A schedule of the approved timber harvesting areas as well as location maps are available on the VicForests website. All feedback on the approved TRP should be directed to vfs.engage@vicforests.com.au.

Source: VicForests

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Shipping industry proposes carbon levy

Leading shipping associations have proposed creating a global levy on carbon emissions from ships.

Leading shipping associations have proposed creating a global levy on carbon emissions from ships to help speed up the industry's efforts to go greener. With about 90 per cent of world trade transported by sea, global shipping accounts for nearly 3 per cent of the world's CO2 emissions and the sector is under growing pressure to get cleaner.

For the first time, the International Chamber of Shipping (ICS) and Intercargo jointly proposed a levy based on mandatory contributions for each tonne of CO2 emitted from ships exceeding 5000 gross tonnes and trading globally. The money collected would go into a climate fund that would be used to deploy bunkering infrastructure in ports around the world to supply cleaner fuels such as hydrogen and ammonia, according to the proposal.

"What shipping needs is a truly global market-based measure like this that will reduce the price gap between zero-carbon fuels and conventional fuels," ICS Secretary General Guy Platten said. The proposal has been submitted to the UN's shipping agency, the International Maritime Organisation (IMO).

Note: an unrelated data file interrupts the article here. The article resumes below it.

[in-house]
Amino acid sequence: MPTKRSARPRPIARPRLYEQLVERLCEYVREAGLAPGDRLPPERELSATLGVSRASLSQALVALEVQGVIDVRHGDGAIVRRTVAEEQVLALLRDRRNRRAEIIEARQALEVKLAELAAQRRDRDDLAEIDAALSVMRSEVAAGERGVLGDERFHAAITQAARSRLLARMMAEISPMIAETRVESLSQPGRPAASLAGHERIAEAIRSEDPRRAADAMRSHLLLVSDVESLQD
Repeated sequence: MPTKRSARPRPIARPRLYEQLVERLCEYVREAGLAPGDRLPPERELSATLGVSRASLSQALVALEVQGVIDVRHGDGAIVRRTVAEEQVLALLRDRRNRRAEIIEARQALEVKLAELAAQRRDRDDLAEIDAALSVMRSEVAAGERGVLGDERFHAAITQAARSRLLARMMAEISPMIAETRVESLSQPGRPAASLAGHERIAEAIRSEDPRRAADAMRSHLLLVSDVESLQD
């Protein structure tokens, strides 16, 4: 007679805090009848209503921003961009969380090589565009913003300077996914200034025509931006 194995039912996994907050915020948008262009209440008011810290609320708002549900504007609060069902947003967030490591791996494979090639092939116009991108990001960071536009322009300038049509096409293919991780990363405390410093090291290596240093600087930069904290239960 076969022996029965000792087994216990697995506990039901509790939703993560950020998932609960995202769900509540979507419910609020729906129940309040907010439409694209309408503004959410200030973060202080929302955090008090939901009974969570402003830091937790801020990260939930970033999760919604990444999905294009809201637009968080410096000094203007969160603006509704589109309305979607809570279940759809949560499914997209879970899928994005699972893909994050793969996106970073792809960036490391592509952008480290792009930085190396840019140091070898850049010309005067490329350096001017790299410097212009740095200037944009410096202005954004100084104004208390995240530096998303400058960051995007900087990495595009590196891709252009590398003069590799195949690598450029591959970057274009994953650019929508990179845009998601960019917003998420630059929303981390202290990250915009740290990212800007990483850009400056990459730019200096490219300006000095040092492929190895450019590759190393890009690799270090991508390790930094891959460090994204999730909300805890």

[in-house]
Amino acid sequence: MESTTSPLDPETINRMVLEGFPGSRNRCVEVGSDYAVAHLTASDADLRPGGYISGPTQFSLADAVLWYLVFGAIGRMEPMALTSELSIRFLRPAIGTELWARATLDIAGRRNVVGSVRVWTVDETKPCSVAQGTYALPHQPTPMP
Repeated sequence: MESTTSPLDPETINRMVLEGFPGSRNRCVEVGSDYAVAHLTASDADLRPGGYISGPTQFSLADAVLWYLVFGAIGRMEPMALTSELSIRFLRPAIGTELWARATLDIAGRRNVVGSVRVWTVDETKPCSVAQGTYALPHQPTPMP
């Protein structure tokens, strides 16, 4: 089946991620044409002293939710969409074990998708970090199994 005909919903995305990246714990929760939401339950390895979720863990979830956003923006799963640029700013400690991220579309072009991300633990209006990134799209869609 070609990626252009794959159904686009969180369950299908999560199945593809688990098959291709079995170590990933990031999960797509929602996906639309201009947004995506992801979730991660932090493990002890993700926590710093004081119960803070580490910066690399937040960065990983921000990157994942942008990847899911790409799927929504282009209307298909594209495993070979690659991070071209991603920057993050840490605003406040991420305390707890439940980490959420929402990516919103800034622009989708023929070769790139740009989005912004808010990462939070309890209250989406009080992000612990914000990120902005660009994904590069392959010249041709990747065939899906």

An IMO spokesperson said all proposals were welcome and would be up for discussion later this year, adding that "proposals on market-based measures (MBM) are in line with the initial IMO GHG (greenhouse gas) strategy".

The IMO will hold an intersessional working group meeting scheduled for late October, ahead of a late-November session of the Marine Environment Protection Committee, to address issues including carbon-reduction efforts.

The European Commission in July proposed adding shipping to the bloc's carbon market, targeting an industry that had for more than a decade avoided the EU's system of pollution charges. An IMO-driven carbon levy will enable more industry input at the global level as concerns grow at regulation by separate jurisdictions such as the EU.